In Kuwait, some see window for an opening to Israel

Persian Gulf states allowed opening of Israeli trade offices in the last 10 years.

By ASSOCIATED PRESS
November 1, 2005 01:10
kuwait 88

kuwait 88. (photo credit: )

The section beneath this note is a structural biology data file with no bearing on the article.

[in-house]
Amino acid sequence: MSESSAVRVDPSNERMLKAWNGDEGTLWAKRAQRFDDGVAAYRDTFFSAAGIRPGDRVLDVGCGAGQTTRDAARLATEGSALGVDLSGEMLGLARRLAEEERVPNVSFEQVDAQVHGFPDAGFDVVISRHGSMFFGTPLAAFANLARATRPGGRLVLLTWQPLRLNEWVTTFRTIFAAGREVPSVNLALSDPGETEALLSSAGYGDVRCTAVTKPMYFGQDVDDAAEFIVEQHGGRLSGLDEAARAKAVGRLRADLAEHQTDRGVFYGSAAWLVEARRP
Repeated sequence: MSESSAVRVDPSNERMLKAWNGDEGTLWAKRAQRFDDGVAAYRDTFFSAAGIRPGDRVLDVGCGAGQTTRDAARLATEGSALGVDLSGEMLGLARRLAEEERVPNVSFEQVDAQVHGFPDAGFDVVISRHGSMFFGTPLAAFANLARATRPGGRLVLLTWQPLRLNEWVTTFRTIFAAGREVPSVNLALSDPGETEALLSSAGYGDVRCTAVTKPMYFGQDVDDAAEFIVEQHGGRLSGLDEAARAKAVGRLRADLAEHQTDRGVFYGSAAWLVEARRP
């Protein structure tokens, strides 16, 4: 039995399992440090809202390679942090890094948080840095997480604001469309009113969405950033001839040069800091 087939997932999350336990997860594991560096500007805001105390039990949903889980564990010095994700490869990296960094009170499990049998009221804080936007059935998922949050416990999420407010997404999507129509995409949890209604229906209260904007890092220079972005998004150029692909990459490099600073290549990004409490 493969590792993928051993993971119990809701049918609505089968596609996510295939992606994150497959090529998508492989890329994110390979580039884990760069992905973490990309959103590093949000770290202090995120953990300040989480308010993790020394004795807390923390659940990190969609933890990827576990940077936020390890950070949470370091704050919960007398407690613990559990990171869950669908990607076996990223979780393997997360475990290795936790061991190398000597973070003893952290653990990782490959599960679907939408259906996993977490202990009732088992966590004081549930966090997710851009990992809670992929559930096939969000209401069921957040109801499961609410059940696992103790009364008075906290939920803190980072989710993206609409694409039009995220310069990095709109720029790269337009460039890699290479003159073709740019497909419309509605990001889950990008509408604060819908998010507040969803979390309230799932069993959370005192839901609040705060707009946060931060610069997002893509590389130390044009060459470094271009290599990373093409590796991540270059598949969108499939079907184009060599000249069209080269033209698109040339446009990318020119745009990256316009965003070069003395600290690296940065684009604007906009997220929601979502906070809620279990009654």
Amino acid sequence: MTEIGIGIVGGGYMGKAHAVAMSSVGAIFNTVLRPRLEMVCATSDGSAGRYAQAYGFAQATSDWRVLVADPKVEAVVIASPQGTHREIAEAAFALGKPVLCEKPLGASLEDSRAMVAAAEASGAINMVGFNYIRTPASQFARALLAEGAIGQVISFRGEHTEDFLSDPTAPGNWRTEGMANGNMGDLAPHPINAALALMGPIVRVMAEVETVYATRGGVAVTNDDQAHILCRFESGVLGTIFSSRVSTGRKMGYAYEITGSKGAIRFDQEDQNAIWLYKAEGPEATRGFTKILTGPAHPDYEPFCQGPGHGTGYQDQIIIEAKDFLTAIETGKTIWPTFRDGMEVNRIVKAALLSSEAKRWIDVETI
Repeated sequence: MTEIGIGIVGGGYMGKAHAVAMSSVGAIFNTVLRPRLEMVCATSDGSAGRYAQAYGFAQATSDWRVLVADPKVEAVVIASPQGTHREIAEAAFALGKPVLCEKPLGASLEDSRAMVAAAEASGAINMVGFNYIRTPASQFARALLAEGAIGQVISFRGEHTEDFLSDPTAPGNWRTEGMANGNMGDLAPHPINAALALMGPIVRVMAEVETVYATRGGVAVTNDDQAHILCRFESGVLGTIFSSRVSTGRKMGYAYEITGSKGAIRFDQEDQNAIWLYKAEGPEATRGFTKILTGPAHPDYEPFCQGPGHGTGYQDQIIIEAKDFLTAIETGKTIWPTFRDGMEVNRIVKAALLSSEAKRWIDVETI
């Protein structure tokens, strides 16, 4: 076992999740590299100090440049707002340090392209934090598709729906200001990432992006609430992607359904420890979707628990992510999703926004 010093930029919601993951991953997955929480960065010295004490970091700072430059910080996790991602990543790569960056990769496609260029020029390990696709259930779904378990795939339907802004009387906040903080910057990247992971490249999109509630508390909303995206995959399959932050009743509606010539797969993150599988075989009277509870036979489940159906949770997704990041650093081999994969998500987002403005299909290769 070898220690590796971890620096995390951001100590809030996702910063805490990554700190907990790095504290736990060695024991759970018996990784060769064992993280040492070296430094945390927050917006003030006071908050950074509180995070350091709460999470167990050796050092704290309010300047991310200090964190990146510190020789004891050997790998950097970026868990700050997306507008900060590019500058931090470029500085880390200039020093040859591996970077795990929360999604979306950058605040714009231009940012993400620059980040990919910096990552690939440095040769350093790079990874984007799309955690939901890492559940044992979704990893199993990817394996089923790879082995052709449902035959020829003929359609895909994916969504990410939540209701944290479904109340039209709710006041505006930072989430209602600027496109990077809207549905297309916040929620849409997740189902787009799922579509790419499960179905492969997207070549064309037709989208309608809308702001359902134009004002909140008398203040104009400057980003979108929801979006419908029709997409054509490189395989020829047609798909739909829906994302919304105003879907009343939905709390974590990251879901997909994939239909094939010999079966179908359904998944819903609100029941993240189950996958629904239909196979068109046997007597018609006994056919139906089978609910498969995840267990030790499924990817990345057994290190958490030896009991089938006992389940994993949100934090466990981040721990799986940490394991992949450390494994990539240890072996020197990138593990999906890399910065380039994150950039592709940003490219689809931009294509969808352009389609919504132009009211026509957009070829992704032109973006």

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Israel's withdrawal from Gaza produced cracks, tiny and almost invisible, in Kuwait's collective enmity for the Jewish state, a deep animosity passed down the Arab generations here as if in the country's collective mother's milk. There is precedent for better ties between Jews and Arabs in the Persian Gulf, where US allies Qatar, Oman and Bahrain have, over the last 10 years, allowed Israel to open trade offices and government officials have been seen with Israelis in once-taboo public meetings. And the Israeli departure from Gaza has encouraged a very few liberal voices in Kuwait. "Israel's pullout [from Gaza]... belies the old rumor Arabs have believed that Israel is in continuous expansion," Nabil al-Fadhl, columnist for Al-Watan daily, told The Associated Press. "If Palestinians themselves, Egypt and Jordan have normalized ties, why shouldn't we - the countries that are far away - do the same?" Fouad al-Hashem , also an Al-Watan columnist, said he sees no harm in "an embassy with a flag that tells the west we are peace-loving people," but he believes the real test will be in "popular normalization," a much tougher nut to crack. "The people should be left to their own opinions," he said. Hassan al-Issa, a Kuwaiti lawyer and political analyst, told AP: "A sort of window for dialogue should be opened [with Israel] in order to push forward the peace process," while insisting that the Palestinian leadership be consulted about any contacts. Israel's withdrawal "should be returned in kind... Something that eases the situation, not opening the door all the way." He said Israel still must withdraw from all the West Bank and Jerusalem, which would become the capital of a Palestinian state, if it wanted broad Arab recognition. And therein lies the potential for a withering on the vine of any potential for a larger Kuwaiti or other Arab opening to the Israelis, who show no willingness so far to remove all Jewish settlements from the West Bank or to surrender control over any part of Jerusalem. Further roiling Muslim-Israeli relations was the call by Iran's ultraconservative new president on Wednesday for Israeli to be wiped off the map. The speech did not find much resonance in the Arab world, but it served to return to the forefront of many minds in the Middle East essential conflict between the Jewish state and Muslims. After the 1991 US-led Gulf War that liberated Kuwait from a seven-month Iraqi occupation, the government ended its boycott of companies that do business with Israel, citing "considerations of national interest." The goods and services of many of those companies were needed for postwar reconstruction. Independent economist Jassem al-Saadoun said his country was willing to "return the favor" to the United States by cooperating on Iraq, allowing the small nation to be the launching pad for the 2003 American-led invasion of Iraq that toppled Saddam Hussein. It has also sent $500 million to help victims of Hurricane Katrina. Kuwait was not, however, ready to pay the price of dealing with Israel, he said. "Kuwait is an open market and it doesn't need goods from Israel." What's more, he added, the Jewish state does not consume enough oil to make it a significant market for Kuwaiti crude. Israel, however, issued a tentative welcome to the possibility of better ties. In a recent interview with Al-Siyassah daily, Israel's Vice Premier Shimon Peres, said "when the time comes," Kuwait with its free economy could become a "suitable partner for businessmen and companies in Israel." He praised Kuwait for its "positive" role in Palestinian affairs saying the Gulf state does not encourage "terrorism and incitement." But public opinion has a long way to go in accepting warmer relations. Abdul-Majid Shaaban, a 65-year-old gold shop owner, said he would never buy Israeli goods even if a Palestinian state were established and Kuwait normalized relations. "As a Muslim, I cannot accept that," said Shaaban, who is retired from the government's office that coordinates the boycott of Israel. Kuwaiti Islamists and westernized liberals - archenemies on most issues - largely agree on shunning the Jewish state. Five years ago, they even joined in setting up The People's Congress for Resisting Normalization Between the Israeli Enemy and the Gulf. Ameliorating Kuwaitis historic anger with Israel and its displacement of Palestinians was the decision of the late Palestinian chairman Yasser Arafat to back Iraq in its invasion of Kuwait. Many Palestinians who lived in Kuwait were convicted of collaborating with Saddam and Kuwaitis felt betrayed by their Arab brethren. The government, nevertheless, did not waver in is political and financial support for the Palestinian cause. And with the passage of time much of the anger toward the Palestinians dissipated. Kuwait has even restored ties with the post-Arafat leadership. Al-Fadhl, the Kuwaiti columnist, now argues the government policy is out of date. Arabs, through making peace with Israel, have won back more seized land than through all the wars and boycotts, he said. "It is high time we learned from our mistakes."

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